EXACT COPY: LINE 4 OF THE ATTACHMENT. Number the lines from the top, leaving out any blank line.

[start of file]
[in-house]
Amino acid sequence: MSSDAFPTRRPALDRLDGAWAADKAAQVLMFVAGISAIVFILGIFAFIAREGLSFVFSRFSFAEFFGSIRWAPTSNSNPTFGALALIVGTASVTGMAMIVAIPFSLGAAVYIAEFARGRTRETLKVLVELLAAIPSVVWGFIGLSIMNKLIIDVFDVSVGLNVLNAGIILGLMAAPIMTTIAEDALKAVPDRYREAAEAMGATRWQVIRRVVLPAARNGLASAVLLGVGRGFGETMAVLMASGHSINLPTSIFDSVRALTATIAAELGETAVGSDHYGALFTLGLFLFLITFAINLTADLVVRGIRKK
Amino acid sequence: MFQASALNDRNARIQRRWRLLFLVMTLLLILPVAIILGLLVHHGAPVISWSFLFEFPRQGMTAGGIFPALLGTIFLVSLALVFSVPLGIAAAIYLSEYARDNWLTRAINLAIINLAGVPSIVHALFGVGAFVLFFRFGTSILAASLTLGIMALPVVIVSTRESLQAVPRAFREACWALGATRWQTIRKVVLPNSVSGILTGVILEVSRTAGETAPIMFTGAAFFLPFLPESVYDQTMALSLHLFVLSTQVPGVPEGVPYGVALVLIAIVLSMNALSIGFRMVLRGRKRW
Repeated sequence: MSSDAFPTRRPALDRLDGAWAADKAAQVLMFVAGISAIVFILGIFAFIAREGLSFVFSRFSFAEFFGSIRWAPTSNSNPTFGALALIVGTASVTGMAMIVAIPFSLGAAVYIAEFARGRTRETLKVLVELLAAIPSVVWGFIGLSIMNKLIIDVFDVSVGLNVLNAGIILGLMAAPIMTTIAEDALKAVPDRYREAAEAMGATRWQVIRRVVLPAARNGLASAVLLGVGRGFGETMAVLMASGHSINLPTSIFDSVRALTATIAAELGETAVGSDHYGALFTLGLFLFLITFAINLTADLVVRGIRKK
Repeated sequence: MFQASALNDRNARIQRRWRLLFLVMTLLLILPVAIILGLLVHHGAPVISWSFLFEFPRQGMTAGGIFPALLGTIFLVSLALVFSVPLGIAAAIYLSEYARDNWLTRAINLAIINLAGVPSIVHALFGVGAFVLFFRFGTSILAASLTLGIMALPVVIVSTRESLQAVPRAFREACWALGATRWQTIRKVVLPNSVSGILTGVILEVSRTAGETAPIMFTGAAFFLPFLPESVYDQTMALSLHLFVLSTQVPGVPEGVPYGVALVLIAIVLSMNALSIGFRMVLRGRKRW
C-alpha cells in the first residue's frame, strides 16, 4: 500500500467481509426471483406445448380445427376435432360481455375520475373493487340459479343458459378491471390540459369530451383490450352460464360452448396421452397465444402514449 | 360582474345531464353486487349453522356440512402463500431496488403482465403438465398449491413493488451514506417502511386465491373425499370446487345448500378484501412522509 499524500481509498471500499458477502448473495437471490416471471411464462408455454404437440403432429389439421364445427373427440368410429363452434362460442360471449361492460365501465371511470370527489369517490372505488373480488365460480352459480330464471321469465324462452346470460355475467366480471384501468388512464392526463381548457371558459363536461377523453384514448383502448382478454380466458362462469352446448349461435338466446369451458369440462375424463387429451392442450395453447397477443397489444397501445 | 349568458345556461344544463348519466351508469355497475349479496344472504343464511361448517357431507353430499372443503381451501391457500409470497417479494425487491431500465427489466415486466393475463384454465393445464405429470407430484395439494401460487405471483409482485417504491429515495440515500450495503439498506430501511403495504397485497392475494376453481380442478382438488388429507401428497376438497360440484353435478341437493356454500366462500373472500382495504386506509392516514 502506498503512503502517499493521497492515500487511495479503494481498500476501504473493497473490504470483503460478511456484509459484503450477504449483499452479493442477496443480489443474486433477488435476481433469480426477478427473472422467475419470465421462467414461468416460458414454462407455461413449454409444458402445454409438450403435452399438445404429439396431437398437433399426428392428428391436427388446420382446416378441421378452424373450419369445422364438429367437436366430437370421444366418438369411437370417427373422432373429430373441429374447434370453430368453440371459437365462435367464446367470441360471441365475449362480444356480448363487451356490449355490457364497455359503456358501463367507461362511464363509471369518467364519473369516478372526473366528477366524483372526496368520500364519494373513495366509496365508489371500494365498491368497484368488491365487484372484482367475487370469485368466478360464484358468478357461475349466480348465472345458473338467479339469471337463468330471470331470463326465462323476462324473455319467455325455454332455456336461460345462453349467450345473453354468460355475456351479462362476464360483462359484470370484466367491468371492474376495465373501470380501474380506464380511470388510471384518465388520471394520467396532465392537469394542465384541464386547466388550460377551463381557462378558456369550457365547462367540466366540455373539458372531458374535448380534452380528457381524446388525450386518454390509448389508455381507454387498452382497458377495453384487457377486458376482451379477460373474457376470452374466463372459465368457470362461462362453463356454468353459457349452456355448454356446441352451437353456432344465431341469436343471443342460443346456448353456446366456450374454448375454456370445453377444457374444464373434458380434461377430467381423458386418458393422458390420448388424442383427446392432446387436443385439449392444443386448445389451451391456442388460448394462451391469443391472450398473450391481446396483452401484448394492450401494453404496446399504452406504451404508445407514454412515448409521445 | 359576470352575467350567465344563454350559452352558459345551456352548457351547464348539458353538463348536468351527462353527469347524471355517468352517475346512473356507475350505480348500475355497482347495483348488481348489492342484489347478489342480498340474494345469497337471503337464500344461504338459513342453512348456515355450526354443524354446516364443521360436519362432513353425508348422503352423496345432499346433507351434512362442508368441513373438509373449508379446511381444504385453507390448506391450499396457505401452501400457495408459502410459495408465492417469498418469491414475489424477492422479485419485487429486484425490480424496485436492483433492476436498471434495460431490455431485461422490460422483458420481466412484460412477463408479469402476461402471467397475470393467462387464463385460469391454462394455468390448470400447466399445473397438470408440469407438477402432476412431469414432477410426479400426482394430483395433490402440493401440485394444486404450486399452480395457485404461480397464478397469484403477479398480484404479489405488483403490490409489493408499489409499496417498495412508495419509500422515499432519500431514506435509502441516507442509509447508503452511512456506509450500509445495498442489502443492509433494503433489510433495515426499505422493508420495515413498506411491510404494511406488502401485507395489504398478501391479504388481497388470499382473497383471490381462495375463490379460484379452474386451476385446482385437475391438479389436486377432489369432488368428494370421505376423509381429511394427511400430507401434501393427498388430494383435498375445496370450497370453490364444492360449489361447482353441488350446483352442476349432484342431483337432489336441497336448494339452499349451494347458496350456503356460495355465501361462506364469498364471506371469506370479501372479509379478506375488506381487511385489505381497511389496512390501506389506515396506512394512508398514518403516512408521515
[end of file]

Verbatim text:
Repeated sequence: MSSDAFPTRRPALDRLDGAWAADKAAQVLMFVAGISAIVFILGIFAFIAREGLSFVFSRFSFAEFFGSIRWAPTSNSNPTFGALALIVGTASVTGMAMIVAIPFSLGAAVYIAEFARGRTRETLKVLVELLAAIPSVVWGFIGLSIMNKLIIDVFDVSVGLNVLNAGIILGLMAAPIMTTIAEDALKAVPDRYREAAEAMGATRWQVIRRVVLPAARNGLASAVLLGVGRGFGETMAVLMASGHSINLPTSIFDSVRALTATIAAELGETAVGSDHYGALFTLGLFLFLITFAINLTADLVVRGIRKK